When first entering college, all of us have a certain perception of the world, a right and wrong, a black and white. Just a warning: That changes, even if you don’t want it to. The most change I’ve ever gone through was in these four years of my life. I don’t know if I will undergo the same kind of changes so rapidly again, I just graduated, but still, it’s worth wondering about.
Things change the minute you enter. Suddenly, you’re expected to merge in, make new friends and perceive them as your new family. Everything has to be done; there’s is no one to do it for you and most of all, you learn the only absolute truth about the big bag world: Nothing is black and white anymore.
Remember that kid in school who you despised because he smoked? Now so does your best friend. You can’t hate her right? That jackass who cheated on you, the one you hate with all your guts now? You understand how all the cheating happened and more than that, why it did. Pot seemed like a drug? Now you’ve got the task of rolling it. See how I said things change? I bet you do.
Let me explain this notion with a better example. Being single for most of my college life, but having different experiences of my own, I often found myself getting pulled in to my couple friends, their happiness and their drama. It came to a point where all of them (they weren’t many, just 2 couples) used to ask for my advise in times of crisis. I actually thought of myself as pretty good couples counselor somewhere during that time. But things changed, and I realized that a bit too late. I used to be an objective judge of the situation; then I got too close, I was blind to the faults of a friend, I gave her some really bad advise and their relationship went down the drain. Because of me.
Don’t get me wrong, it wasn’t entirely my fault, but I do internalize other people’s issues. All I could think about at the end was, how did I end up giving THAT advice. I was always against lying. I believed I still was; apparently I was mistaken. Then it struck me.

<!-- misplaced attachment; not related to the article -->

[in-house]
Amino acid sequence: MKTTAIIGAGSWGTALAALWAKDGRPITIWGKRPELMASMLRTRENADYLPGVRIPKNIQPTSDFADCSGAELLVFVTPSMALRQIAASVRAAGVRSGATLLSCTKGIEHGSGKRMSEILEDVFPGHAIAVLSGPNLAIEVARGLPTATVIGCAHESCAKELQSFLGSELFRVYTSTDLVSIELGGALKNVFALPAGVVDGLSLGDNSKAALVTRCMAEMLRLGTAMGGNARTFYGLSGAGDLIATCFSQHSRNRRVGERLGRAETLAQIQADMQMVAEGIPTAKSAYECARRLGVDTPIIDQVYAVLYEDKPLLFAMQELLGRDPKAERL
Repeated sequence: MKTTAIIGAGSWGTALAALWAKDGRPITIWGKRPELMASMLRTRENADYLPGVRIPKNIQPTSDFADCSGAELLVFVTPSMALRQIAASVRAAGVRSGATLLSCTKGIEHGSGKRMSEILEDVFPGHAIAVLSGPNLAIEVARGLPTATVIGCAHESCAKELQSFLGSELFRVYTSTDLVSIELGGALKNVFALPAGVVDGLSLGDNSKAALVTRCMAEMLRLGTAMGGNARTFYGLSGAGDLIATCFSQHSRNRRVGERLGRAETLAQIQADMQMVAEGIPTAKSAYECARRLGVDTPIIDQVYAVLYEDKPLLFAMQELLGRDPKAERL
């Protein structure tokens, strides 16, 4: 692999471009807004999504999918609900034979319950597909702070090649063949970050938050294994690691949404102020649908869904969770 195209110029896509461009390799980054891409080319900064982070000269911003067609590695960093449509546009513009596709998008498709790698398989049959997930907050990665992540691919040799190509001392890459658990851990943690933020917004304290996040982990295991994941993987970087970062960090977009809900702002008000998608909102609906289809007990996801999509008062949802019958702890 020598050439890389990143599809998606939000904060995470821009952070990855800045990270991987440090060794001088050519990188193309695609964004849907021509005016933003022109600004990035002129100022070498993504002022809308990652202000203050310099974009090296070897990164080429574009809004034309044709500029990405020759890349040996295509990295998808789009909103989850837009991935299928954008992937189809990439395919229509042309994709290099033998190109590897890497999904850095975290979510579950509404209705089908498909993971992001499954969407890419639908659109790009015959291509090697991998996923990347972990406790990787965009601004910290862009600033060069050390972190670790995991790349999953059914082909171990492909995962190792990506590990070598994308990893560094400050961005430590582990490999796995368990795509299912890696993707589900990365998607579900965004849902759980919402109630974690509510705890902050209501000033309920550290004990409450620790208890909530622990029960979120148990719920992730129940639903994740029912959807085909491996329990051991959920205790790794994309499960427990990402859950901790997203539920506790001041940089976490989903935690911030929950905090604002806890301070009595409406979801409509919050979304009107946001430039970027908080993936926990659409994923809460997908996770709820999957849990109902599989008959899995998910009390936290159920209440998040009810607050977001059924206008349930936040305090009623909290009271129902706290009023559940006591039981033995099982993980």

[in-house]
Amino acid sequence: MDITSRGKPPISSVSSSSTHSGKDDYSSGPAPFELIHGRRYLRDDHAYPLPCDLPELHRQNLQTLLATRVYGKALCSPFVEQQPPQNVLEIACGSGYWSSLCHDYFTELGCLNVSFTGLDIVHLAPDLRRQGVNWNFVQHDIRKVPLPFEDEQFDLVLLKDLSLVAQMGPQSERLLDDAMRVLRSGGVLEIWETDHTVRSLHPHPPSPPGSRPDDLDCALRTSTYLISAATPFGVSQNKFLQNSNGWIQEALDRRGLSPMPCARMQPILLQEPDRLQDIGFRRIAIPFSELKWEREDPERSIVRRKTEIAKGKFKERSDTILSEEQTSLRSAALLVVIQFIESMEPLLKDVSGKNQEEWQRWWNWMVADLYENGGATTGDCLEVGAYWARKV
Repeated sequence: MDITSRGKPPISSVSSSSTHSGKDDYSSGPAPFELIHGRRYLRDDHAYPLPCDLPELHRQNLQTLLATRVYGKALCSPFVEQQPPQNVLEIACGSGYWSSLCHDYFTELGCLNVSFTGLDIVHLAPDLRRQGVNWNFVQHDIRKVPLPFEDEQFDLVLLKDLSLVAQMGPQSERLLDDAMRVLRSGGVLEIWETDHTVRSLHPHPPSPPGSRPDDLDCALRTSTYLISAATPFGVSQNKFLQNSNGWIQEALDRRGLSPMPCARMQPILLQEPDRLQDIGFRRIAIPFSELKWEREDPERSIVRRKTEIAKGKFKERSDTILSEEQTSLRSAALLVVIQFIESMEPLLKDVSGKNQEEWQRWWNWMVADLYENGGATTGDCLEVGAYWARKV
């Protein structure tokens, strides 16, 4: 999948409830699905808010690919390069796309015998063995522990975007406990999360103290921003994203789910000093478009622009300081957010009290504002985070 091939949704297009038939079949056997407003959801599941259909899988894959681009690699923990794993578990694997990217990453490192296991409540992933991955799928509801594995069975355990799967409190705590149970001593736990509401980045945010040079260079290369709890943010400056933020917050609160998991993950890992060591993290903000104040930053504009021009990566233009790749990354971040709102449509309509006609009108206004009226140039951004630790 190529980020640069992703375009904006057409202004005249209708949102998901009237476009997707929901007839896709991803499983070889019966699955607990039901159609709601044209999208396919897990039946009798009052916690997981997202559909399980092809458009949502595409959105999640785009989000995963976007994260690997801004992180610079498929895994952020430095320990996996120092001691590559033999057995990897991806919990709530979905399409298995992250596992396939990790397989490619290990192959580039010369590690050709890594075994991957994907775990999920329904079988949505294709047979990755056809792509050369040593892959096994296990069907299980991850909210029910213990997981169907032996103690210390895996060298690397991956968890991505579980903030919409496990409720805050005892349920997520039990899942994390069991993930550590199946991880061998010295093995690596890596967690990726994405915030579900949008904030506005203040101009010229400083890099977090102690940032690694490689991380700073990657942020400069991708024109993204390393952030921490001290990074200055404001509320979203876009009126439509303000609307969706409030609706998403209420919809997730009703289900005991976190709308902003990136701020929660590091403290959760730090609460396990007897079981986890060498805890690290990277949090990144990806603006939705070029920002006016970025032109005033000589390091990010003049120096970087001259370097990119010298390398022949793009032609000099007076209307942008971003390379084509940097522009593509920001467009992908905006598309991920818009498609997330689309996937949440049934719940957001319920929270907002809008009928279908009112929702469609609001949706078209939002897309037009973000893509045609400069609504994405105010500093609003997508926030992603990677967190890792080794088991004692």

For the past few years, I’ve learnt to look at situations as a small bump in the road instead of a huge mountain. Yes, I’ve started minimizing problems even when they aren’t that small. I don’t think it’s a bad thing that I look at the grey between the black and white, but sometimes I push those perceptions on people who don’t necessarily think like me. It doesn’t always work out the way I think it should. Lives were changed completely because of something I said (although I’m not a big believer in college relationships lasting, it does hurt me to see my friends in pain).
I sat down and realized how much the college experience truly changes you. You start making excuses for yourself, you take the easy road instead of the right one, and most of all, guilt comes the hardest to you. Well, to me really. I used to be an over thinker. The four years changed that. I now believe I under think. And the best part about this, I don’t think this is necessarily a bad thing. Yes, I’ve changed, and yes I’ve made mistakes because of that. I’m not proud of those mistakes but I like not over thinking every aspect. I like saying “Hakuna Matata” whenever an issue presents itself. It gives me the confidence and the belief that it will vanish too.
What I mean to say is, everyone changes during college; every one alters their thinking process, and every one makes mistakes. Punishing yourself for those; while self loathing can be fun, is not something one should do. Because you can’t blame anyone for what happens, not even yourself. I learnt how to deal with things pragmatically, and it helped me get over some pretty tough times. So, blaming yourself for change, well, never works out very well. Don’t do it. That’s all I’ve got to say.